CEC Devotions Team
Scripture Reflections @ CEC (8/20/20)
The Scriptures teach us the best way of living, the noblest way of suffering and the most comfortable way of dying.
- John Flavel
Scripture & Devotion: Scriptural focus: 1 Timothy 4: 4-8
For everything God created is good, and nothing is to be rejected if it is received with thanksgiving, because it is consecrated by the word of God and prayer. If you point these things out to the brothers, you will be a good minister of Christ Jesus, brought up in the truths of the faith and of the good teaching that you have followed. Have nothing to do with godless myths and old wives’ tales; rather train yourself to be godly. For physical training is of some value, but godliness has value for all things, holding promise for both the present life and the life to come.
The value of godliness
The other day, a good friend and I were talking about our family histories. Both of us were born in this country, but we come from very different ethnic and religious backgrounds. Her parents, Jews from Eastern Europe, survived the Holocaust as young people, but her grandparents and several relatives died, either in the concentration camps or while in hiding to avoid them. In contrast, my mother’s father and grandparents were Lebanese Christians who immigrated to the U.S. in the very early 1900’s. When Israel officially became a nation in 1948, their families back in the old country were driven from land that had been theirs for many generations. Their story is by no means unique. For that reason, and due to thousands of years of prior contentious history, many non-Jewish people of middle-eastern descent believe that they have every reason to be bitter toward those of the Jewish faith.
So, how is it possible that my friend and I should establish a relationship based on mutual trust and respect; one of us coming from an Arabic heritage and the other from a Jewish one? The short answer is “God.” Here is the more detailed explanation.
When I was growing up, my mother’s extended family were members of a Greek Orthodox church (like the one in the movie My Big Fat Greek Wedding.) But the church was too far to walk to and few of them could drive, so my mother and her sister attended a small United Methodist church a block down the street from their house (which is the church in which I was raised). My father’s brother was an independent fundamentalist Baptist pastor at whose church I spent two weeks every summer attending Daily Vacation Bible School. You can probably guess that these three denominations, although Christian in name, disagreed on many things.
As a child, I remember my mother and my uncle arguing (sometimes vehemently) about whether or not the King James was the only acceptable translation of the Bible, whether grape juice or wine should be used in taking communion, and whether images of saints and ornate religious iconography were appropriate decor for church sanctuaries. But listening to these discussions had a profound impact on me, for they convinced me that God is much larger than our narrow attempts to confine him to any particular denomination.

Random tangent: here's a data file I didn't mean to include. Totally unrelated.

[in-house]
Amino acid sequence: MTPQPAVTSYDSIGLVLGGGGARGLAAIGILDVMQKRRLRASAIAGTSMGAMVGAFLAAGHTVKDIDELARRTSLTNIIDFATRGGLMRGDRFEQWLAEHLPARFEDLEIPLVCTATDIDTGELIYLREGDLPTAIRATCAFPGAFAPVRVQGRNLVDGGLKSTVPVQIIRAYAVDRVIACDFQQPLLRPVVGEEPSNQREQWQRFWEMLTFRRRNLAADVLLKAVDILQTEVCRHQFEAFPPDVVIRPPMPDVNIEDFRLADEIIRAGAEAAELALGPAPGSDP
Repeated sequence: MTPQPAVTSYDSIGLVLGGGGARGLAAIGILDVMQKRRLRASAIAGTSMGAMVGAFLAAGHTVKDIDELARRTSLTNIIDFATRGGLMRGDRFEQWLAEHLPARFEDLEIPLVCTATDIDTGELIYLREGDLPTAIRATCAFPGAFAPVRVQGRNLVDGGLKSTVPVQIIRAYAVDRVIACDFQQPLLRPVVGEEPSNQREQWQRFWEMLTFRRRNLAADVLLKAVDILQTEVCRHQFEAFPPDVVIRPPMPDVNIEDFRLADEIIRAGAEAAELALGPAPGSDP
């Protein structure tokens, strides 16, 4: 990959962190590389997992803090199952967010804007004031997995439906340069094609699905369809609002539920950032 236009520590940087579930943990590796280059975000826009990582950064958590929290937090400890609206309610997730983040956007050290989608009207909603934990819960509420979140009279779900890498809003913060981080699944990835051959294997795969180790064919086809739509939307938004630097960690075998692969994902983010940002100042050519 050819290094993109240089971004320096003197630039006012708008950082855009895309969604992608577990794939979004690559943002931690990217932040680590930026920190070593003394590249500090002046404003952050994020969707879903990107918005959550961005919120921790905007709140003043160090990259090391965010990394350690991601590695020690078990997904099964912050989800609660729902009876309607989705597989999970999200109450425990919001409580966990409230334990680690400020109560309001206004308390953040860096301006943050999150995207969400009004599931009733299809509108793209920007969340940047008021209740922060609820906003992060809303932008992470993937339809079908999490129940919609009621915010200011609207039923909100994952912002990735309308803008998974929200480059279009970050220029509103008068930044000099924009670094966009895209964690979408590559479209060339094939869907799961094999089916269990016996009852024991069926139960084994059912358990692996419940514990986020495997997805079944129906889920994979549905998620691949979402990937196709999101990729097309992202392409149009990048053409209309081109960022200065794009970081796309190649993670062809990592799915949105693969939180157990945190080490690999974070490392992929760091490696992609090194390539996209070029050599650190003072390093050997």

I specifically remember being horrified as a teenager when a deacon in my uncle’s church taught in a Sunday School lesson that the Holocaust was God’s punishment on the Jews for having rejected Christ. (He failed to take into account that Hitler persecuted millions of non-Jews as well, including Catholics, the disabled, and anyone who opposed Nazi ideas about Aryan supremacy.) I knew that the Old Testament was the story of God’s relationship with Israel (whom he referred to as “my people”). Since Jesus himself was Jewish, I wondered, how could God approve of any attempt to vilify their traditions, their faith, their very existence? Furthermore, I reasoned, if God created all of humankind in all its marvelous variety, how could prejudice be right against any people group?
The aforementioned passage from Timothy makes an important point about the difference between what God has created and the rules established by man as part of religious or social tradition. Although Paul’s words in this passage were originally written in a context that refers to prohibitions against eating certain foods, he makes it clear that “everything God created is good,” and that we are to have nothing to do with “godless myths and old wives’ tales.” The animosity and distrust so in evidence in our country today is a direct result of myths and untruths about racial and ethnic difference being used throughout our history to turn people against each other. How different things would be if we took to heart the idea that, with regard to what (and whom) God has created, nothing (and no one) is to be “rejected”, and everything (and everyone) is to be “received with thanksgiving.” Paul refers to this as an aspect of “godliness” and makes it clear that it is an attitude which we have a responsibility to maintain. Just as with physical training, spiritual training requires constant practice. If we are diligent about this, it has value both for our present life and for “the life to come.”
All training - whether physical or spiritual - seems hard to us. We need your strength, your transforming power in our lives.